Subject: Re: su vs. nobody (was: CVS commit: basesrc/etc)
To: Perry E. Metzger <firstname.lastname@example.org>
From: Greg A. Woods <email@example.com>
Date: 10/27/2002 11:46:06
[ On , October 27, 2002 at 10:37:15 (-0500), Perry E. Metzger wrote: ]
> Subject: Re: CVS commit: basesrc/etc
> matthew green <firstname.lastname@example.org> writes:
> > Module Name: basesrc
> > Committed By: christos
> > Date: Sun Oct 27 00:07:48 UTC 2002
> > Modified Files:
> > basesrc/etc: master.passwd
> > Log Message:
> > Don't make the shell of nobody /sbin/nologin. There are programs that expect
> > to be executing su nobody -c 'command', such as xdm's Xwilling do this.
> > was this change discussed anywhere?
> Indeed. I'm not sure the true answer isn't something like having an
> option to su to use /bin/sh instead of your login shell.
... and there already is just such an option: '-m'
If the target user's shell is non-standard (i.e. not in /etc/shells,
which /sbin/nologin normally isn't) then of course it only works if the
caller is root, but in this case the caller will be root, right?
Of course now the caller will also have to be more careful about the
environment settings, but perhaps in this case doing so is as simple as
also using 'env -i'.
It also means the invoker's login shell will be used, but if the idea is
to use /bin/sh then the invoker can easily arrange for that too....
That said I personally don't really care one way or another what shell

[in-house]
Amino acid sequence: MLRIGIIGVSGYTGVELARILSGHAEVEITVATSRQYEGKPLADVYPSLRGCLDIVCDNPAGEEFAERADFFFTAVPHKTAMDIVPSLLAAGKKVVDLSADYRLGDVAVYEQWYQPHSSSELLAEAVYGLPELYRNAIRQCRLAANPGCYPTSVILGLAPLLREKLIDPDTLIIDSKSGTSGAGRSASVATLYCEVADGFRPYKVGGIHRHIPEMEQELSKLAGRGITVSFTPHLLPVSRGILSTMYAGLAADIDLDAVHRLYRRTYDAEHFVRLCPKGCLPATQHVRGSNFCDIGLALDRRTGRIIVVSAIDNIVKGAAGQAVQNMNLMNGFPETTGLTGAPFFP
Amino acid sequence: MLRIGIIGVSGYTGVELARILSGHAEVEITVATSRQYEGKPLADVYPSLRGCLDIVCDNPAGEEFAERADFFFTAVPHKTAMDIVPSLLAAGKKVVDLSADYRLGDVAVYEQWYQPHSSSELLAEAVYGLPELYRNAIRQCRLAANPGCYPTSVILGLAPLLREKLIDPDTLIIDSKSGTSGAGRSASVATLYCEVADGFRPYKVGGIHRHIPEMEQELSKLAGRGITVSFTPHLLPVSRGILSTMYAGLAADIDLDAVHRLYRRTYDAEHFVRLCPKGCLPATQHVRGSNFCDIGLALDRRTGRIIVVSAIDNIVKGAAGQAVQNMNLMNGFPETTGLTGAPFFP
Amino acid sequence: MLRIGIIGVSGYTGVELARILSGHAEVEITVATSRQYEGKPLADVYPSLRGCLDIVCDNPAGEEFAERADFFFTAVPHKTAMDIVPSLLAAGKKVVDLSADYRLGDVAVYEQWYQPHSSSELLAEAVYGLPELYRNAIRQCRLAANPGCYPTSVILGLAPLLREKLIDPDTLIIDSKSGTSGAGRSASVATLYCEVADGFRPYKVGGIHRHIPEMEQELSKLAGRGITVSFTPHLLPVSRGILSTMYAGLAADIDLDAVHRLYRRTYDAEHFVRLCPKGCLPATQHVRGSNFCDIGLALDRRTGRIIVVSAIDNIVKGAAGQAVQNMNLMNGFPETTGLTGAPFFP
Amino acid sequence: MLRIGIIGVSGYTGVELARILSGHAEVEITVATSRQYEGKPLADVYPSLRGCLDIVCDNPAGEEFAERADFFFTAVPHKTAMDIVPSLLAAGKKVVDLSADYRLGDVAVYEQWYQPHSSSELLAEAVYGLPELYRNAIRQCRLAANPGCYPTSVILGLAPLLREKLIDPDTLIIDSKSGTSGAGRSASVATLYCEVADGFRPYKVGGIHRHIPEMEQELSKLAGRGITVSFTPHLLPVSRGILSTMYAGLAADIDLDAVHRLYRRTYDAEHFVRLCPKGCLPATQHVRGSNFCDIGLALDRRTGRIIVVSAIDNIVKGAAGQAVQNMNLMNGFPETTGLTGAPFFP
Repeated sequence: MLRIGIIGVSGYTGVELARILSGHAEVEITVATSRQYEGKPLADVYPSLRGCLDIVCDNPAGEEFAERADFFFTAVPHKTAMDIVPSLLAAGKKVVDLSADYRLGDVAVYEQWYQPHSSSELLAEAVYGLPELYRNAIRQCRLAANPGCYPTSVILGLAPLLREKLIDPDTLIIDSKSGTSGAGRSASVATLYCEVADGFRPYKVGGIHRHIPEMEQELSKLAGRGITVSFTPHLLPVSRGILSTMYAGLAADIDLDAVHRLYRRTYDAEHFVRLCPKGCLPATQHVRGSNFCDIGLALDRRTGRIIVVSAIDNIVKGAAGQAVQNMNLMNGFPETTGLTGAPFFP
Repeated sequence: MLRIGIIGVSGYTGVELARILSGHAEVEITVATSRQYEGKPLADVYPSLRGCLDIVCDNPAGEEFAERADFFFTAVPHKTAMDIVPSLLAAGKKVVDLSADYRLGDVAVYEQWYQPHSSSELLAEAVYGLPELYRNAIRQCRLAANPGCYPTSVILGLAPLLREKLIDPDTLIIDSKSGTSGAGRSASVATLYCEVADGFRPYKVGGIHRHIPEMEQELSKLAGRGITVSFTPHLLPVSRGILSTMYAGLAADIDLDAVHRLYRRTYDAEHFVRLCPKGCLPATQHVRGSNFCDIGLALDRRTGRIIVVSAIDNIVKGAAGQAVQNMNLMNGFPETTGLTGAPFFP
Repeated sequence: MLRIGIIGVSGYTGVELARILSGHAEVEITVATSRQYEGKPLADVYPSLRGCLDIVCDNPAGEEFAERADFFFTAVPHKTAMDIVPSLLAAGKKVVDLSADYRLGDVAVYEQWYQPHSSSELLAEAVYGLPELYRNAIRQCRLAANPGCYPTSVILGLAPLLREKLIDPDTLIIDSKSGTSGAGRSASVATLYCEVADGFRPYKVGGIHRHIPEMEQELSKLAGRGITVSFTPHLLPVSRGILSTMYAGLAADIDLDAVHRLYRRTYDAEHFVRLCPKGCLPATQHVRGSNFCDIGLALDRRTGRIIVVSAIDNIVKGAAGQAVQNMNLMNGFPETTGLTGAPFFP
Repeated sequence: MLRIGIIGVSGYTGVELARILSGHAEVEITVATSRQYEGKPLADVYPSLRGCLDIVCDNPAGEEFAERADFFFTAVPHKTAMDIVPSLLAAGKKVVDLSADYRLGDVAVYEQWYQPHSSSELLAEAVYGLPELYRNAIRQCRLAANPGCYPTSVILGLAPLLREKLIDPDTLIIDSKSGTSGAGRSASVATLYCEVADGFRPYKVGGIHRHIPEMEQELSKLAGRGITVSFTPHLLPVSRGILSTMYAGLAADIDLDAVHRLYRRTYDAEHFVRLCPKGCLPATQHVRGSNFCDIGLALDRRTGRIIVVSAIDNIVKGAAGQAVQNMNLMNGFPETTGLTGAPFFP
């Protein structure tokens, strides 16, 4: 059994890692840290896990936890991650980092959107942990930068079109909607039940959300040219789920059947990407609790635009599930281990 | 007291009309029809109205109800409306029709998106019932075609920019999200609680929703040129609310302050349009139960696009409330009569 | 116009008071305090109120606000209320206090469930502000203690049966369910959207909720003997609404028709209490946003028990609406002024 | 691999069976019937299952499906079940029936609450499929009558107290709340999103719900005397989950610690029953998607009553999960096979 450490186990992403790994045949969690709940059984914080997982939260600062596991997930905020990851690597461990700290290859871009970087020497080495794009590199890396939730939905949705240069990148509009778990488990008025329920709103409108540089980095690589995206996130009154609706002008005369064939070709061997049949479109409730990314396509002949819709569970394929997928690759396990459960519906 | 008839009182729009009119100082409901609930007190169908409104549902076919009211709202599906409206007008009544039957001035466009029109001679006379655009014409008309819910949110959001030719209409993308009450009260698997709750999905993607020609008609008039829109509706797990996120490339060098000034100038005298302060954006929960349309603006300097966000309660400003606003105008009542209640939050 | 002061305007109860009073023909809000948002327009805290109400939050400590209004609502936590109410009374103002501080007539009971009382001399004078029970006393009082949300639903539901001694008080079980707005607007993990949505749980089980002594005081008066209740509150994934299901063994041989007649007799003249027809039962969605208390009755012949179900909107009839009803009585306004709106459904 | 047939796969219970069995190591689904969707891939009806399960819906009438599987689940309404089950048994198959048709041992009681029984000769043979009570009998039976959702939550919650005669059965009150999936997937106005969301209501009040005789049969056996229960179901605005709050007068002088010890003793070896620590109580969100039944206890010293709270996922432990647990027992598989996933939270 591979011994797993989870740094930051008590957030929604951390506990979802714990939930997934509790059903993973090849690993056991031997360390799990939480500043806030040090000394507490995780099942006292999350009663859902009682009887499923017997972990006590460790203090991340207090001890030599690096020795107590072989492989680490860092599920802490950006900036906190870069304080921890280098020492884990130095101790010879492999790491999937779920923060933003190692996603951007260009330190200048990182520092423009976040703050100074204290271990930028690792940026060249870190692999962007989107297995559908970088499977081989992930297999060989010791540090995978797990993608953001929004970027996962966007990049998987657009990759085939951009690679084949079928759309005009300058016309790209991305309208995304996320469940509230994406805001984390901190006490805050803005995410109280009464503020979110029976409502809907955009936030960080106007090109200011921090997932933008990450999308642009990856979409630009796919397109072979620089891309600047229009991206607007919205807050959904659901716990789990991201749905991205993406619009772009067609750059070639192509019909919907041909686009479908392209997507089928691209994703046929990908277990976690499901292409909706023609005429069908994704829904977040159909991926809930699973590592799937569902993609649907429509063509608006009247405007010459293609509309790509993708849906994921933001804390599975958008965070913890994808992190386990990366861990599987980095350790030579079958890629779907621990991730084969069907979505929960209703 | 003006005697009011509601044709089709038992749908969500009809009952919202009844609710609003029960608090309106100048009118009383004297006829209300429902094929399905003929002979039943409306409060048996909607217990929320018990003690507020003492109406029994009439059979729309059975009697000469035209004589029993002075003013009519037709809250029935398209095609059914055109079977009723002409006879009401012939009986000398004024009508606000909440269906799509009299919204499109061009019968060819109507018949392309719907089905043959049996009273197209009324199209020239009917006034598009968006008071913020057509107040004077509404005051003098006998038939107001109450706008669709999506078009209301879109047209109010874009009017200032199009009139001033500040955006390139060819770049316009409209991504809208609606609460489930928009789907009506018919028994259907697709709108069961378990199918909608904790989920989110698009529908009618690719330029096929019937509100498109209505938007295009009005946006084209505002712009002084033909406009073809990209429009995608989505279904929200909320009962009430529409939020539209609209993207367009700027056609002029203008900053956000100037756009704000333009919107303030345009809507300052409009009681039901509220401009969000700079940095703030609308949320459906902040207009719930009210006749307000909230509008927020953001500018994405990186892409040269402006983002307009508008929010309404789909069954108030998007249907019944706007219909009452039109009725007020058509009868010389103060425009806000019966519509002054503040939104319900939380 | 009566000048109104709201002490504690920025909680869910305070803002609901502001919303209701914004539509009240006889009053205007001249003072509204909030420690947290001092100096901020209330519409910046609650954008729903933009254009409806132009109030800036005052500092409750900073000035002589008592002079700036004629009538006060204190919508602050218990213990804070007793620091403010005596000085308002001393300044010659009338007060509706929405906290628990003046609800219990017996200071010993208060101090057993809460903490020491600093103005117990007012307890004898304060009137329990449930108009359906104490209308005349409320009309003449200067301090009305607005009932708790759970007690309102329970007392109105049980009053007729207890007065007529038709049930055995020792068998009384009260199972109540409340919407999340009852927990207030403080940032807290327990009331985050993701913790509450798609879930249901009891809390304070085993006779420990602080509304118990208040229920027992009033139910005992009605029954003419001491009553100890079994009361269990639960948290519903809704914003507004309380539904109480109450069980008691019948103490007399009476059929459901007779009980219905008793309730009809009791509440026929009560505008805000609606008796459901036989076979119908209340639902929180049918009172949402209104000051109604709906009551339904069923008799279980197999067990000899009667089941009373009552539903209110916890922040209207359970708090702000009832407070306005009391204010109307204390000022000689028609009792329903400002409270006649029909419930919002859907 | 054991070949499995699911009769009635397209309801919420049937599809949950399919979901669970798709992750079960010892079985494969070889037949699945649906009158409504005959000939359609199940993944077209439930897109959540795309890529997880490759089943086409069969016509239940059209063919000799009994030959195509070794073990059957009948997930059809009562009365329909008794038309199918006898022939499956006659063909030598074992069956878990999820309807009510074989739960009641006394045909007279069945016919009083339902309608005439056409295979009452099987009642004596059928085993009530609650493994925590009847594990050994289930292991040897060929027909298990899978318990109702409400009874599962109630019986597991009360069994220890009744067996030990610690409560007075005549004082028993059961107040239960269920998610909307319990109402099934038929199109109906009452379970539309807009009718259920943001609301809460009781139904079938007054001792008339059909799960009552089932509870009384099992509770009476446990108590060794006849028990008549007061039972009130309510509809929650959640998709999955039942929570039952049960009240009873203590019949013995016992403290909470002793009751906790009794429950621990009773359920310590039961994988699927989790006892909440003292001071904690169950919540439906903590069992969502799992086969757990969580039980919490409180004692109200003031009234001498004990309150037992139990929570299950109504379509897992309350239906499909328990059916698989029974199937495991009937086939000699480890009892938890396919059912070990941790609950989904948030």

is used for the 'nobody' account, assuming we're talking about the
account used exclusively as the NFS anonymous user.
However "we" all really must think a lot harder about this often
dangrous overloading of some generic least-privileged account amongst
various applications. The average admin won't see anything wrong with
simultaneously running an NFS server and running some network daemon
which needs write access to log files, etc.; both using the same
'nobody' on the same server host. Personally I've been renaming the
default -2:-2 user to be "nfsanon:nfsnogrp" so that my users won't
confuse the privileges of various daemons they might run as "nobody"
with accesses by remote client superusers on an NFS server.
(Oh, right -- NetBSD doesn't yet, and can't without patches, have a
default -2:-2 user even though its mountd(8) still uses -2:-2 as the
default anonymous (-maproot) user.... :-)
Greg A. Woods
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